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Female skateboarders face off in Encinitas

Top competitors in women’s skateboarding faced off for a day-long benefit contest at the Encinitas Community Park on Nov. 7. The event featured over 100 professional and amateur female skateboarders from around the world with a portion of the proceeds going to Carol’s House, a local shelter for victims of domestic violence.

Amelia Brodka, founder of Exposure Skate, created the event as a platform for female skateboarders to gain recognition in a male-dominated sport. Now in its fourth year, the event has become the biggest female skateboarding competition in the world.

Participants varied in age with some girls as young as 5 years old and with many traveling from other countries to compete. Also for the first time, Women’s Street was held along side the Vert and Bowl competitions.

According to Brodka, the annual event was created to fill a lack of women’s skateboarding events and all around coverage in the industry. However recently it has transformed into an event that includes a broader message about women’s health.

“We’re a nonprofit that’s dedicated to empowering woman through skateboarding,” Brodka said. “Skateboarding is the main vehicle for this but we also teach girls about fitness and healthy lifestyles.”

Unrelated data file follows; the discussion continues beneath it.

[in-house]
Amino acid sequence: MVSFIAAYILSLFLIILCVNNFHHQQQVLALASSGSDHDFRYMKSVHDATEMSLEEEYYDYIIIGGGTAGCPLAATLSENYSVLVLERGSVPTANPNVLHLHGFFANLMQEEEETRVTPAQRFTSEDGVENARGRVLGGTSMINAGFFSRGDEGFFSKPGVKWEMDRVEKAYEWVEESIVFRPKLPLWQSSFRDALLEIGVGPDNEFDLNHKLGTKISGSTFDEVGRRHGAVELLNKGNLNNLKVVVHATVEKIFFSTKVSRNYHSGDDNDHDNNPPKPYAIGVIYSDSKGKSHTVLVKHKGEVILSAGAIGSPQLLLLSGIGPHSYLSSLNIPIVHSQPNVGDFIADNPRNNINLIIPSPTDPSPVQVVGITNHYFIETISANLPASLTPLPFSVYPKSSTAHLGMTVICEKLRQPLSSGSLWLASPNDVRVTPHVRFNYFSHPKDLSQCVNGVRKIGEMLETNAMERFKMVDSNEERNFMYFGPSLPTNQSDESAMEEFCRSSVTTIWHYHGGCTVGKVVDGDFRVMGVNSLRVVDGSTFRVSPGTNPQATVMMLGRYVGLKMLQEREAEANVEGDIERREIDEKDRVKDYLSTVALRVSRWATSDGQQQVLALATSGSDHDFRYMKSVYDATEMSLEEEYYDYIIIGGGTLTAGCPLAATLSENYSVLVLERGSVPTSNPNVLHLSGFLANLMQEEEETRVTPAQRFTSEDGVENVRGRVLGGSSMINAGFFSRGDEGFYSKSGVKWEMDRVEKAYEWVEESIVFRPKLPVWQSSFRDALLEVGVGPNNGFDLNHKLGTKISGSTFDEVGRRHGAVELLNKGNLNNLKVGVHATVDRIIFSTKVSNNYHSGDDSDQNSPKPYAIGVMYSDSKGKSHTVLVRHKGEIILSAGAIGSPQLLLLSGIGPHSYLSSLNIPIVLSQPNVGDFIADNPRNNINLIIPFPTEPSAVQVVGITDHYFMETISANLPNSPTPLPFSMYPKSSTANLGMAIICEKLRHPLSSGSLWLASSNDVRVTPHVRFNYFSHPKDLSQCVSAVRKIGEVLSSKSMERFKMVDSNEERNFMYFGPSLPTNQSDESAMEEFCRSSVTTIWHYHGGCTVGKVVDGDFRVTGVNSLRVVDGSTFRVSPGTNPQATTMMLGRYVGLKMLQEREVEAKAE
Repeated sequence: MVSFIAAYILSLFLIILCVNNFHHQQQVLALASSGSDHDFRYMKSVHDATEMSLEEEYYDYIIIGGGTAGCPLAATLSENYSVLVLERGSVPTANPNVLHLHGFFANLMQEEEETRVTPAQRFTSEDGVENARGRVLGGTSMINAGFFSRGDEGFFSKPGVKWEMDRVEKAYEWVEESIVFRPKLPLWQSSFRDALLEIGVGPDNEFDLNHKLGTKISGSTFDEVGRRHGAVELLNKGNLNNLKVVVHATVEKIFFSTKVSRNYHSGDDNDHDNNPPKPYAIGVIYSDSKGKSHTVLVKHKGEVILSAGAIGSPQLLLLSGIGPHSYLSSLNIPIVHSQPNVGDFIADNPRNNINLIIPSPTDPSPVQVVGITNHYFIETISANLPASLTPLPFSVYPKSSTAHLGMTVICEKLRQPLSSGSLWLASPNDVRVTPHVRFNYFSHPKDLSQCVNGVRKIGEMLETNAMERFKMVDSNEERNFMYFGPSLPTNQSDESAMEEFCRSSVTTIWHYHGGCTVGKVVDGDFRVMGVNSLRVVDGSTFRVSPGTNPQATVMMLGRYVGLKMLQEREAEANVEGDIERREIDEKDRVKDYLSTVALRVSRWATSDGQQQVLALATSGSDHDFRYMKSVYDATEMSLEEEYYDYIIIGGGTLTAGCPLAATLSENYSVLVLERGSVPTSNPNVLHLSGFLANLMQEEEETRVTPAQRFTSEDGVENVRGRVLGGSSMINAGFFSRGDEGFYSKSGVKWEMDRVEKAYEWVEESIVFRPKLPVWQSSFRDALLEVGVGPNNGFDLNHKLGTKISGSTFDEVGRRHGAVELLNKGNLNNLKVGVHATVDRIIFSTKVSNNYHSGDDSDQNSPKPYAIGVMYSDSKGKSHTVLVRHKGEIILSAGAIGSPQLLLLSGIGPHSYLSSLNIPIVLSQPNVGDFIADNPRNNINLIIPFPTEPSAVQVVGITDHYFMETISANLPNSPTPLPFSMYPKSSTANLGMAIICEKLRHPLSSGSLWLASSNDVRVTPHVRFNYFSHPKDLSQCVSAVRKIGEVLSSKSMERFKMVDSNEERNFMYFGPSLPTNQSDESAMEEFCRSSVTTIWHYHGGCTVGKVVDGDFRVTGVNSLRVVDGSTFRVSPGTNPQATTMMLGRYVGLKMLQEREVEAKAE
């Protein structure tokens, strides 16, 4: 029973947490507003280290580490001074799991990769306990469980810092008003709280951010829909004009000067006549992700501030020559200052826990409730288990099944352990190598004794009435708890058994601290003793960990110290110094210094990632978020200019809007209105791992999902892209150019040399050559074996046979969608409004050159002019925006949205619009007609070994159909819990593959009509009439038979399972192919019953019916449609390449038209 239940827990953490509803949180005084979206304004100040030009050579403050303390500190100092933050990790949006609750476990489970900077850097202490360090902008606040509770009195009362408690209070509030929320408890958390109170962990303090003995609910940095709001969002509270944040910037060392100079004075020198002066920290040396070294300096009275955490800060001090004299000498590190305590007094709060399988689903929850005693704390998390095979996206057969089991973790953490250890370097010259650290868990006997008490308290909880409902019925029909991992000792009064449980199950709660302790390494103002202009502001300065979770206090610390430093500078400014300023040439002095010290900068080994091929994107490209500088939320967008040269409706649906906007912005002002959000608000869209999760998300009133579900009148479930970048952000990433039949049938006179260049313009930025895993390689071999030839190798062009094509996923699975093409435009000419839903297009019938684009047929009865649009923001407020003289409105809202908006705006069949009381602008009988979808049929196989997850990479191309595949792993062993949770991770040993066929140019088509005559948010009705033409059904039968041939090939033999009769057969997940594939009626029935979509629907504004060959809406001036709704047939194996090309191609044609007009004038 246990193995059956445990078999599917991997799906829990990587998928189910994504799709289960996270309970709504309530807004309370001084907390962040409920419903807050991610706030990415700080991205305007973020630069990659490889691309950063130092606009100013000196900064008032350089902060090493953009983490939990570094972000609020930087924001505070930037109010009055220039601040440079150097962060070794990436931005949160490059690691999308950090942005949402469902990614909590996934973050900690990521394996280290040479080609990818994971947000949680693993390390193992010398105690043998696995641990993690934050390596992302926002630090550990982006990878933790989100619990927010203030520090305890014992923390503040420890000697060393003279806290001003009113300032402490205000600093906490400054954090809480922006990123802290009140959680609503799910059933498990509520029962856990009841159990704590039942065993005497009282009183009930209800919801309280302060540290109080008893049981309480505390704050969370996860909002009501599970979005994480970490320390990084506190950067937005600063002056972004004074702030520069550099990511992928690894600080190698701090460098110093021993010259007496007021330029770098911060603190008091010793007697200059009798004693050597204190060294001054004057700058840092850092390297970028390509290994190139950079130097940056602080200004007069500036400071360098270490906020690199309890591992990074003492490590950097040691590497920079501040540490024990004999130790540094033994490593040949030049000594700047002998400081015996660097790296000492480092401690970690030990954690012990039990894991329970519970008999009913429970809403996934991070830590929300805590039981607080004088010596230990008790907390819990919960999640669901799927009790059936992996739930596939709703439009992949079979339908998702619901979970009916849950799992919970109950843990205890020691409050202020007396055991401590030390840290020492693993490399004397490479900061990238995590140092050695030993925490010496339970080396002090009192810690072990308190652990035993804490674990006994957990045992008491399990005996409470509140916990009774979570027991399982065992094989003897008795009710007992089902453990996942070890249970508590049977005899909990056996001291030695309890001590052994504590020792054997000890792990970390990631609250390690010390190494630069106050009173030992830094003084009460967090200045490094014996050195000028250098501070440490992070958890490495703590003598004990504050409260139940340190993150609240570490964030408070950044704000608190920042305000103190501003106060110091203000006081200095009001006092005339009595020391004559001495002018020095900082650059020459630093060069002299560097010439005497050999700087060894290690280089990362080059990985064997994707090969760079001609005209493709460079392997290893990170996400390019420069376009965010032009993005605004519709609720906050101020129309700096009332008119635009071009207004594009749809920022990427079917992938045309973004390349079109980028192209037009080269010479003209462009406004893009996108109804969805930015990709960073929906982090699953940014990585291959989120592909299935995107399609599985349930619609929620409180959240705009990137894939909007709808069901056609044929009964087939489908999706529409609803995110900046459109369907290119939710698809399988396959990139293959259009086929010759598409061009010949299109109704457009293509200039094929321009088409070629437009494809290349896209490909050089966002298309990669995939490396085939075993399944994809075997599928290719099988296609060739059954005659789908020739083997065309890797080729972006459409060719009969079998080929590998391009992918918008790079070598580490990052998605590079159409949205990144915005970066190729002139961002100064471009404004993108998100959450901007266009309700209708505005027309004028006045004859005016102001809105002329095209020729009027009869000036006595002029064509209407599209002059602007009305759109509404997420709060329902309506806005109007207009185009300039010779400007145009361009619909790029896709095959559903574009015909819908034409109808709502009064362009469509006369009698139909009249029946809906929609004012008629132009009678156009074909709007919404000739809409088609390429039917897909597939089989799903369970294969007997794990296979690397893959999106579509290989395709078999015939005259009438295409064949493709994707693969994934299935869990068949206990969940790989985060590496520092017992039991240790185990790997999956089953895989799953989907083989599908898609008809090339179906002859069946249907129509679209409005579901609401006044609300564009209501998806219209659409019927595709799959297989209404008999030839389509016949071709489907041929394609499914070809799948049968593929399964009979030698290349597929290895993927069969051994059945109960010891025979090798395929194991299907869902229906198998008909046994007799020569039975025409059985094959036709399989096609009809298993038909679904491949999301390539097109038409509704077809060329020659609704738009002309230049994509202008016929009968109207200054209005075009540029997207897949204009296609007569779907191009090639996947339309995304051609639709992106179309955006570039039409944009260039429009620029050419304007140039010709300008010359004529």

In fact, free yoga classes were held beside Tony Hawk’s 14-foot half pipe during the Amateur Vert competition. Bridget Gamble, who was running the classes, has been doing her yoga clinic at the event for the past three years. Gamble explained that she conducts yoga classes at the competition as another medium for expressing concern for healthy living.

“As stoked as these girls are getting about skateboarding, they’re also becoming more aware toward their bodies in general,” Gamble said.

Other booths set up around the park included related companies such as Boarding for Breast Cancer. The company, whose skateboarding team competed in both pro and amateur contests, uses skateboarding as a means for an active lifestyle to reduce breast cancer risks and to spread awareness.

Although it was only girls grinding though the contests, many male skateboarderss were in attendance and participated as judges, organizers or cheered from within the crowd.

Alec Beck, a third-year volunteer organizer at the event, celebrated Brodka’s ability to put together such an important event for skateboarding.

“Woman are such a big part of the sport and of the art of it all and this event is a big part of that,” he said.

Lizzie Armanto, one of the highest performing female skateboarders in the world, attended the event to support the Exposure cause. Armanto agreed women are often under represented in sports and expressed the event’s importance for woman in skateboarding.

“I think events like these are really great for encouraging women to go out and pursue sports and to be athletic,” she said.

 

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